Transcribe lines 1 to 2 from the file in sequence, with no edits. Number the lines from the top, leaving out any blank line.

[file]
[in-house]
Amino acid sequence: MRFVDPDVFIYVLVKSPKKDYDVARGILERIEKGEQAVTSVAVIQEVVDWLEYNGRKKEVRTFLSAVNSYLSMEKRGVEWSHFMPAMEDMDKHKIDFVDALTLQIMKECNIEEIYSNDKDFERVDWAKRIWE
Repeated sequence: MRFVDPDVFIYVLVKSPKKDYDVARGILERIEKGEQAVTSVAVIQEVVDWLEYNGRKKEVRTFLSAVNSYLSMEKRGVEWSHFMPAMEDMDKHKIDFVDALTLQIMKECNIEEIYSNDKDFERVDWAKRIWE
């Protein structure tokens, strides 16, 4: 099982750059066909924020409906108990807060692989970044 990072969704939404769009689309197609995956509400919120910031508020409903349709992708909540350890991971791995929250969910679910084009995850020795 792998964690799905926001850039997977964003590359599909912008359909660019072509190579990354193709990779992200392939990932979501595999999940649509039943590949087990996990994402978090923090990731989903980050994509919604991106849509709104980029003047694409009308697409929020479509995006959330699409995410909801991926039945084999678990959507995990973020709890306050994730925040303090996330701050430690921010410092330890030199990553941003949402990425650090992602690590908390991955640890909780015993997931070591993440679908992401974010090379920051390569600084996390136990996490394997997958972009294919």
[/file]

[in-house]
Amino acid sequence: MRFVDPDVFIYVLVKSPKKDYDVARGILERIEKGEQAVTSVAVIQEVVDWLEYNGRKKEVRTFLSAVNSYLSMEKRGVEWSHFMPAMEDMDKHKIDFVDALTLQIMKECNIEEIYSNDKDFERVDWAKRIWE